Kinnally, Lacayo, Mcclung and Sapolsky (2008)
|Kinnally, Lacayo, McClung and Sapolsky (2008)|
|Title:||Getting up on the download: college students' motivations for acquiring music via the web|
|Author(s):||Kinnally, W., Lacayo, A., McClung, S. R., Sapolsky, B.|
|Citation:||Kinnally, W., Lacayo, A., McClung, S., & Sapolsky, B. (2008). Getting up on the download: college students' motivations for acquiring music via the web. New Media & Society, 10(6), 893-913.|
|Link(s):||Definitive , Open Access|
|Key Related Studies:|
|About the Data|
|Data Description:||Field survey data from questionnaires completed by 565 of 630 entry-level communication class students (63% female) from a broad range of majors, at a large state university and a community college in south-east USA, 2003-04. Respondents received course credit or extra credit for their participation.|
|Data Type:||Primary data|
|Secondary Data Sources:|
|Data Collection Methods:|
|Data Analysis Methods:|
|Cross Country Study?:||No|
|Government or policy study?:||No|
|Time Period(s) of Collection:||
The objective of this study is to understand the gratifications behind music downloading among college students, and examine how the gratifications along with music interest are associated with a variety of downloading-related activities. The results suggest that the process of downloading music files is an entertaining and convenient way to acquire music. The downloading motives were not linked significantly to filesharing (uploading as well as downloading music). However, entertainment/pass time, convenience/economic utility and information-seeking factors and experience were predictors of building a library of music on one’s computer. Males reported having more songs stored in their computers than females and were more likely to burn compilation compact discs (CDs) with the music files they downloaded. Affinity for music was not associated significantly with any of the downloading activities examined, but was positively associated with CD purchasing.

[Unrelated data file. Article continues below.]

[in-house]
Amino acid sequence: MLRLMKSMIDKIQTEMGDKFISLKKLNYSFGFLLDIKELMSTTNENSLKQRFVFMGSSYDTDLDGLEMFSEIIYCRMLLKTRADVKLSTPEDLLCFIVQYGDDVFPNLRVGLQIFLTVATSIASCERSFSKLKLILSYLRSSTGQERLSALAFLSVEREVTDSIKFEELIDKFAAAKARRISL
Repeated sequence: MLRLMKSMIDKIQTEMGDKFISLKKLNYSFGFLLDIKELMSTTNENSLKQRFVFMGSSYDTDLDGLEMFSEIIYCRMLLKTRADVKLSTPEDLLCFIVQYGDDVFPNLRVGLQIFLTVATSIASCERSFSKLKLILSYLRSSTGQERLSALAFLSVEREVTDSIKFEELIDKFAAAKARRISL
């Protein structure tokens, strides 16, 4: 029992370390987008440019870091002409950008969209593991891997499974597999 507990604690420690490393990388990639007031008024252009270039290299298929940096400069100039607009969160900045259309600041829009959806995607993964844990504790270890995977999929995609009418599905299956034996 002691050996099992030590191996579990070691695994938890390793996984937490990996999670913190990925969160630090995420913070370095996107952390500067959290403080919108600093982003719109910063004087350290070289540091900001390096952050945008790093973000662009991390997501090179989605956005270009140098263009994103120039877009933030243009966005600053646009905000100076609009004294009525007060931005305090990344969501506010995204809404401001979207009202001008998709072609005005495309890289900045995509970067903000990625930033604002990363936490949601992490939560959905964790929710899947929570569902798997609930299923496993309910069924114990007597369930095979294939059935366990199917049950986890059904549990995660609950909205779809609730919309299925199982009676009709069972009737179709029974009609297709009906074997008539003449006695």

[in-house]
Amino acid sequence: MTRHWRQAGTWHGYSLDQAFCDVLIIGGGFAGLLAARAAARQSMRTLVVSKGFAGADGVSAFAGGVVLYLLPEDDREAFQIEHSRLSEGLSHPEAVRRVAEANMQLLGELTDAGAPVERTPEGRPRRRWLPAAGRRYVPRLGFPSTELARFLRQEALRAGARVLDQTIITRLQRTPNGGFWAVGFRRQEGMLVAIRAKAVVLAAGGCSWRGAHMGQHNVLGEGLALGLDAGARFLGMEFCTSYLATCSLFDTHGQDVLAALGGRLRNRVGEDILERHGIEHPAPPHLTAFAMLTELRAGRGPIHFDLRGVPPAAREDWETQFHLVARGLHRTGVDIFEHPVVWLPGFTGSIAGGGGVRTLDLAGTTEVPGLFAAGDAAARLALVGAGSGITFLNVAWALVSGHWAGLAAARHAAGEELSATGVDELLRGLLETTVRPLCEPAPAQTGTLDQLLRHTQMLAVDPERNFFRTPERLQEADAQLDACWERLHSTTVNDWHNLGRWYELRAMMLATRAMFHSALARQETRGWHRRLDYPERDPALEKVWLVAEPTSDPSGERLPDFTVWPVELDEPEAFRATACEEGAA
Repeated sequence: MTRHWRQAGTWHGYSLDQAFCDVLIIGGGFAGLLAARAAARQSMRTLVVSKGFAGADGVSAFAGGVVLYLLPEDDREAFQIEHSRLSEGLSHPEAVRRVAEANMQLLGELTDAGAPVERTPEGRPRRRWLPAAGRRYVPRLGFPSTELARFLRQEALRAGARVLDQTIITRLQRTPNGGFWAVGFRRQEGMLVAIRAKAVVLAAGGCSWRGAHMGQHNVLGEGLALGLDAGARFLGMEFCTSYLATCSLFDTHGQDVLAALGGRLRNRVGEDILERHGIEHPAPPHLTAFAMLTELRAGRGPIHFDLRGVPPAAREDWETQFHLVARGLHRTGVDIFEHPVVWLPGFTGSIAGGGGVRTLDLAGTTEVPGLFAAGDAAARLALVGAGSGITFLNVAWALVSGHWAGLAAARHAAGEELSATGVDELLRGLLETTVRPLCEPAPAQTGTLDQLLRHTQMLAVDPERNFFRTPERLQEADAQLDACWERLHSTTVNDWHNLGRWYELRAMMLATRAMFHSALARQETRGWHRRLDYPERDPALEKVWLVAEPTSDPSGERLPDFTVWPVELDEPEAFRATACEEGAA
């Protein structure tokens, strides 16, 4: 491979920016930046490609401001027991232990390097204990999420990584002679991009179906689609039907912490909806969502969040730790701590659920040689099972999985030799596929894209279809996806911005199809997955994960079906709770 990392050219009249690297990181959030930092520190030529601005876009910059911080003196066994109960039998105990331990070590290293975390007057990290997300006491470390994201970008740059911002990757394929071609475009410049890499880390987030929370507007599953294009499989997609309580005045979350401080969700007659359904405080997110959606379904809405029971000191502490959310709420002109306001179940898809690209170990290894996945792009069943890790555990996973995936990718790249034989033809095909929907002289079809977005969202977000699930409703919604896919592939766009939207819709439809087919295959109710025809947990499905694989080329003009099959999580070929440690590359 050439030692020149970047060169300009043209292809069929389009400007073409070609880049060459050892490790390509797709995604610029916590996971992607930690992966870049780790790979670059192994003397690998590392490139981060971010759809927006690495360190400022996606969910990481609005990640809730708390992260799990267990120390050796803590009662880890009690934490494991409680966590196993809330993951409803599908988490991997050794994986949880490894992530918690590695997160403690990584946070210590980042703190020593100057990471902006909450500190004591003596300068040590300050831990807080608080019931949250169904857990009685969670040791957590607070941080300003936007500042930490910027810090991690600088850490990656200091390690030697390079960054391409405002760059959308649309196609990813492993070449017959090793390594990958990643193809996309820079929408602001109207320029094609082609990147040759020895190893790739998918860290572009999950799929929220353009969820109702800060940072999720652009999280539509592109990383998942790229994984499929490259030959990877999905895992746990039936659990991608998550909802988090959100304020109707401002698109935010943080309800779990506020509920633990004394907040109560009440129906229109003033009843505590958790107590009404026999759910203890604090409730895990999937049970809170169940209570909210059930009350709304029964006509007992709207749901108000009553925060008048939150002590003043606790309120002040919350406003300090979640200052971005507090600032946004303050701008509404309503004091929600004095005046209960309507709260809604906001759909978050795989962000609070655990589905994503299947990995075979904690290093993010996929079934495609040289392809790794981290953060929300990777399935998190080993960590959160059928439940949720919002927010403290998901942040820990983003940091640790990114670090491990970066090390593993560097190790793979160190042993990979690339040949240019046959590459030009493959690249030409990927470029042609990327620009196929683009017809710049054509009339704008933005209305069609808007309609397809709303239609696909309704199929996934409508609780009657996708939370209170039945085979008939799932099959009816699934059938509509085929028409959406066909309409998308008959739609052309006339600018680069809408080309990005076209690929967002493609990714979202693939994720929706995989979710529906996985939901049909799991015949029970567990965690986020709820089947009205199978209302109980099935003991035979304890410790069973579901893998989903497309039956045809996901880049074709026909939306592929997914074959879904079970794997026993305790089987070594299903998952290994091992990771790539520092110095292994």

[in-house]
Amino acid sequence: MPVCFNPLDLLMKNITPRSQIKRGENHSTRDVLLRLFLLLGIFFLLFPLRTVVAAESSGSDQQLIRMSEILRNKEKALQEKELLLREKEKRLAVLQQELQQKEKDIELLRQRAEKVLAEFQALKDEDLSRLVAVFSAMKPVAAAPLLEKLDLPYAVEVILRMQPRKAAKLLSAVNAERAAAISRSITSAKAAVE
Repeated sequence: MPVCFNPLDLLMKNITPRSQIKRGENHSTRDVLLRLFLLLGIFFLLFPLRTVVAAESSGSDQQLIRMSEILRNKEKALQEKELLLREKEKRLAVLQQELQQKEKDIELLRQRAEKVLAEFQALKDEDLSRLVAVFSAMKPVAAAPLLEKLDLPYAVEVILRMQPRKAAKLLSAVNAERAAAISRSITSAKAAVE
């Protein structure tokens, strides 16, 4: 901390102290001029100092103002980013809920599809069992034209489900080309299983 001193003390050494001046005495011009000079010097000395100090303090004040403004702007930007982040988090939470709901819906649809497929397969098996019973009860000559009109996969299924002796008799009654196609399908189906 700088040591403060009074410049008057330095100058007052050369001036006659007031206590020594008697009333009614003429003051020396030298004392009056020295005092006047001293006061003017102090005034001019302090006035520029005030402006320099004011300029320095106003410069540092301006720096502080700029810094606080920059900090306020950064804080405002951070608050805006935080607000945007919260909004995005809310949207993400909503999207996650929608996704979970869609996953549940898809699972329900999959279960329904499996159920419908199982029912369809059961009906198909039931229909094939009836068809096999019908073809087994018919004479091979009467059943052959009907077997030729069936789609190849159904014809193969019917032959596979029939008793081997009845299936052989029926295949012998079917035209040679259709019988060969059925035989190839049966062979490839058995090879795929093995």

Main Results of the Study
Five factors have been identified that are significant to college students’ motives for downloading music from the web:# Entertainment / pass time# Convenience / economic utility# Information seeking# Storage utility# Social interaction.For these respondents, there is significant positive correlation between music affinity (the level of importance that a person places on music) and downloading motives for:* Entertainment / pass time* Information seeking* Social interaction.Entertainment / pass time, convenience / economic utility and information-seeking factors, together with downloading experience, are predictors of building a library of music on one’s computer.Downloading motives are not linked significantly to filesharing (uploading as well as downloading music).Males were more likely to:# Have more downloaded music stored on their computer# Burn compilation compact discs (CDs) from download music files.Affinity for music was not associated significantly with any of the downloading activities examined, but was positively associated with CD purchasing.
Policy Implications as Stated By Author
There is an apparent need to distinguish between the characteristics and motivations of those who strictly download music and those who participate in a filesharing network (downloading and uploading).
Coverage of Study
|Level of aggregation:||University students|
|Period of material under study:||None|